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October 28, 2016
Recents additions to the library: A new biography of Sir Francis Ronalds and a history of the Cavendish Laboratory


Book cover: Francis Ronalds

Sir Francis Ronalds

Father of the Electric Telegraph

By Beverley F Ronalds

 Knowledge Centre classmark: 92(RONALDS) RON


‘In this book, details of Sir Francis's inventions — covering areas as diverse as electrical devices, weather forecasting, photography, art, mass production, and even fishing — are interwoven with personal and professional tales of achievement. Fresh light is shone on controversies and precedence in several important discoveries. Using both anecdotal and scientific evidence, it is written for those interested in the pursuit of science in the 19th century and the fascinating developments which have proved essential to the technological revolution of the 21st century.’


  • Preface
  • Introduction
  • Founded on Cheese
  • Scenes in the Story
  • Frank and his Family
  • A Life of Science
  • Electrical Science and Engineering 1810–19
  • Who Invented the Electric Telegraph?
  • The Grand Tour
  • A Sulphur Business Opportunity?
  • Perspective Tracing Instruments
  • Dr Alexander Blair and the Carnac Megaliths
  • Science Exhibitions: A Glimpse into Ronalds' Mechanical Inventions 1824–41
  • Kew Observatory 1842–55 and Beyond
  • Atmospheric Electricity and Meteorology: Instruments and Observations
  • Photographic Recording Instruments for Meteorology and Geomagnetism
  • Last Years and Legacy


Maxwell's Enduring Legacy: A Scientific History of the Cavendish Laboratory

By Malcolm Longair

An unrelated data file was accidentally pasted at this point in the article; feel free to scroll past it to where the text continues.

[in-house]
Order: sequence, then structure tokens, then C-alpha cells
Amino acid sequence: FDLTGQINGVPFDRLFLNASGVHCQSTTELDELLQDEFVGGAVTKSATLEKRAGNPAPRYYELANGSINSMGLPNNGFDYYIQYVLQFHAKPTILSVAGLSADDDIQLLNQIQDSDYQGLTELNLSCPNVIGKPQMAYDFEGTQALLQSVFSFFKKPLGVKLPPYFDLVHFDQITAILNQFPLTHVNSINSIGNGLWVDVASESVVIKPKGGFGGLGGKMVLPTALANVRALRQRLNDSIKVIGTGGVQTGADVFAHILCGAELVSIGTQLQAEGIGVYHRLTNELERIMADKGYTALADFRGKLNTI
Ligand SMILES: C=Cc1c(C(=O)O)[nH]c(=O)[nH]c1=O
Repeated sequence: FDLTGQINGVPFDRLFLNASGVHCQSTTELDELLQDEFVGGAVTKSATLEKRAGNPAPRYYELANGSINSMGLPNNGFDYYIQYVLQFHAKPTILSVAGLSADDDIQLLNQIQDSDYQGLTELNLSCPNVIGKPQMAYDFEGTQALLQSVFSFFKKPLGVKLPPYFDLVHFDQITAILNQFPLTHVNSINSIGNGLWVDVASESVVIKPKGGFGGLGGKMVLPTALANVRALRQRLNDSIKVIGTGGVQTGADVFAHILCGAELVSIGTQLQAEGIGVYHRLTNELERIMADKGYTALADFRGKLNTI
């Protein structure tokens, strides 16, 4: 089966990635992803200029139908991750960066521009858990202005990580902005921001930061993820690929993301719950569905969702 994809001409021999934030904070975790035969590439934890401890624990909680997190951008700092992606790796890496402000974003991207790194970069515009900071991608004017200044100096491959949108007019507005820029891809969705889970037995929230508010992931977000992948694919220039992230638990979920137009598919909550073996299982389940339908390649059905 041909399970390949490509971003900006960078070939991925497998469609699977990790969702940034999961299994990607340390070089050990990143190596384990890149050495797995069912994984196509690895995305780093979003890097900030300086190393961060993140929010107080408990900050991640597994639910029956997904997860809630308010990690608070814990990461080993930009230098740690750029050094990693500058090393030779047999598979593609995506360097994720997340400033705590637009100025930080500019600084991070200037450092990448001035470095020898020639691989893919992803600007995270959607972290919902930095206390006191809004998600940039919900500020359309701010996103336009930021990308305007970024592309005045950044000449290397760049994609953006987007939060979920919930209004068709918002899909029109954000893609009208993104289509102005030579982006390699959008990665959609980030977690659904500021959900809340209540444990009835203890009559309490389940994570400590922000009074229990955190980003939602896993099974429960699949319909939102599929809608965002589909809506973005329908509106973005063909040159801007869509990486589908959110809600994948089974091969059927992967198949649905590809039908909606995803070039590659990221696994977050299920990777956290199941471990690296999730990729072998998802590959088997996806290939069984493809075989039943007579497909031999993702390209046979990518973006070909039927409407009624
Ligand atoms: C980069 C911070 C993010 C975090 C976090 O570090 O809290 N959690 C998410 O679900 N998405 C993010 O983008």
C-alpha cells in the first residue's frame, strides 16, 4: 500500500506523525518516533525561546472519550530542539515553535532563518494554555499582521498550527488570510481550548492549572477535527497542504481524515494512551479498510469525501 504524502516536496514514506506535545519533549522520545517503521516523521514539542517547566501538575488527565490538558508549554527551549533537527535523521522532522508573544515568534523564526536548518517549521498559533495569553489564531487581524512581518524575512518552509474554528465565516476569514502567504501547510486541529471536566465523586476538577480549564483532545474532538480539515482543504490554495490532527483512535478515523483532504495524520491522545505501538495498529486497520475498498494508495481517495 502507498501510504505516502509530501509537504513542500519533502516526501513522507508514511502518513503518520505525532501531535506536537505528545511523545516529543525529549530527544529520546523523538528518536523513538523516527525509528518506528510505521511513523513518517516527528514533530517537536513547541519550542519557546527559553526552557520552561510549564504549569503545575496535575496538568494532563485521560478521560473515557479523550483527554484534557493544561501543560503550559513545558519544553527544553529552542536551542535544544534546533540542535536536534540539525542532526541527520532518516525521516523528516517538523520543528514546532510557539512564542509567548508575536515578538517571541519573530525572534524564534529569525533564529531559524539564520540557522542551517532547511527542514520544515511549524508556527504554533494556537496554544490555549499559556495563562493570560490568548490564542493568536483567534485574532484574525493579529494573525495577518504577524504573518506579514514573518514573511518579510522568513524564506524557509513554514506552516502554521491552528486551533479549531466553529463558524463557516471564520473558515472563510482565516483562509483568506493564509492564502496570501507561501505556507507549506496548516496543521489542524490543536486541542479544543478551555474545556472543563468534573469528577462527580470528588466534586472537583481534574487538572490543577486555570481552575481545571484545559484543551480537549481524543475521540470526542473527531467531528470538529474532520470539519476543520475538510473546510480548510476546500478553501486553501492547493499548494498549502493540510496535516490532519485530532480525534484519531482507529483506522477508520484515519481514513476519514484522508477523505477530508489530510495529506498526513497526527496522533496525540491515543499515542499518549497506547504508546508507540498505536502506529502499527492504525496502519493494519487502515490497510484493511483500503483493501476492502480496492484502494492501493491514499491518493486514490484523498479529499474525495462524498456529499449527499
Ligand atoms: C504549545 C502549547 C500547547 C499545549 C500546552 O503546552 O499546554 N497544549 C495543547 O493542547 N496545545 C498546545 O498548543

Knowledge Centre classmark: 92(MAXWELL) LON


Book cover: Maxwell enduring legacy

This book is a history of the scientific achievements of the Cavendish Laboratory from its origins in the late-nineteenth century to the present day. It includes detailed discussions of the broad range of physics studied and the discoveries of the 29 Nobel Prize winners that worked there.

‘The Cavendish Laboratory is arguably the most famous physics laboratory in the world. Founded in 1874, it rapidly gained a leading international reputation through the researches of the Cavendish professors beginning with Maxwell, Rayleigh, J. J. Thomson, Rutherford and Bragg. Its name will always be associated with the discoveries of the electron, the neutron, the structure of the DNA molecule and pulsars’

Table of contents

Part I. To 1874: 1. Physics in the nineteenth century; 2. Mathematics and physics in Cambridge in the nineteenth century;

Part II. 1874 to 1879: 3. The Maxwell era;

Part III. 1879 to 1884: 4. Rayleigh's Quinquennium;

Part IV. 1884 to 1919: 5. The challenges facing J. J. Thomson; 6. The J. J. Thomson era, 1884-1900 - the electron; 7. The Thomson era, 1900-19 - atomic structure;

Part V. 1919 to 1937: 8. Rutherford at McGill and Manchester Universities - new challenges in Cambridge; 9. The Rutherford era - the radioactivists; 10. Rutherford era - the seeds of the new physics;

Part VI. 1938 to 1953: 11. Bragg and the war years; 12. Bragg and the post-war years;

 Part VII. 1953 to 1971: 13. The Mott era - an epoch of expansion; 14. The Mott era - radio astronomy and high energy physics; 15. The Mott era - the growth of condensed matter physics;

Part VIII. 1971 to 1982: 16. The Pippard era - a new laboratory and a new vision; 17. The Pippard era - radio astronomy, high energy physics and laboratory astrophysics; 18. The Pippard era - condensed matter physics;

Part IX. 1984 to 1995: 19. The Edwards era - a new epoch of expansion; 20. The Edwards era - new directions in condensed matter physics; 21. The Edwards era - high energy physics and radio astronomy;

Part X. 1995 to present: 22. Towards the new millennium and beyond; 23. The evolution of the New Museums site; 

Edited: 28 October 2016 at 02:54 PM by Mike Dunne


    Posted By: Mike Dunne @ 28 October 2016 02:44 PM     Library  

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